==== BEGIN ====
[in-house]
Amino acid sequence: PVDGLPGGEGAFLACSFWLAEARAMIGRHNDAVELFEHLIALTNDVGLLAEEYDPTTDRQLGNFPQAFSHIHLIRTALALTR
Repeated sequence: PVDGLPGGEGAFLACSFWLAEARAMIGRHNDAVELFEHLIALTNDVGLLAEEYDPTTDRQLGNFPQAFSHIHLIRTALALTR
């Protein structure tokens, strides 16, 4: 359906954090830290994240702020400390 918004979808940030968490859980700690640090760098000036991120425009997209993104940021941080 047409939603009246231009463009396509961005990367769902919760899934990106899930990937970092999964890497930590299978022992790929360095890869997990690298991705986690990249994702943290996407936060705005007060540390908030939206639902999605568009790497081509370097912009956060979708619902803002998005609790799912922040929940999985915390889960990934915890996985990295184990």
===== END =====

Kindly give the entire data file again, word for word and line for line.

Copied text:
[in-house]
Amino acid sequence: PVDGLPGGEGAFLACSFWLAEARAMIGRHNDAVELFEHLIALTNDVGLLAEEYDPTTDRQLGNFPQAFSHIHLIRTALALTR
Repeated sequence: PVDGLPGGEGAFLACSFWLAEARAMIGRHNDAVELFEHLIALTNDVGLLAEEYDPTTDRQLGNFPQAFSHIHLIRTALALTR
């Protein structure tokens, strides 16, 4: 359906954090830290994240702020400390 918004979808940030968490859980700690640090760098000036991120425009997209993104940021941080 047409939603009246231009463009396509961005990367769902919760899934990106899930990937970092999964890497930590299978022992790929360095890869997990690298991705986690990249994702943290996407936060705005007060540390908030939206639902999605568009790497081509370097912009956060979708619902803002998005609790799912922040929940999985915390889960990934915890996985990295184990």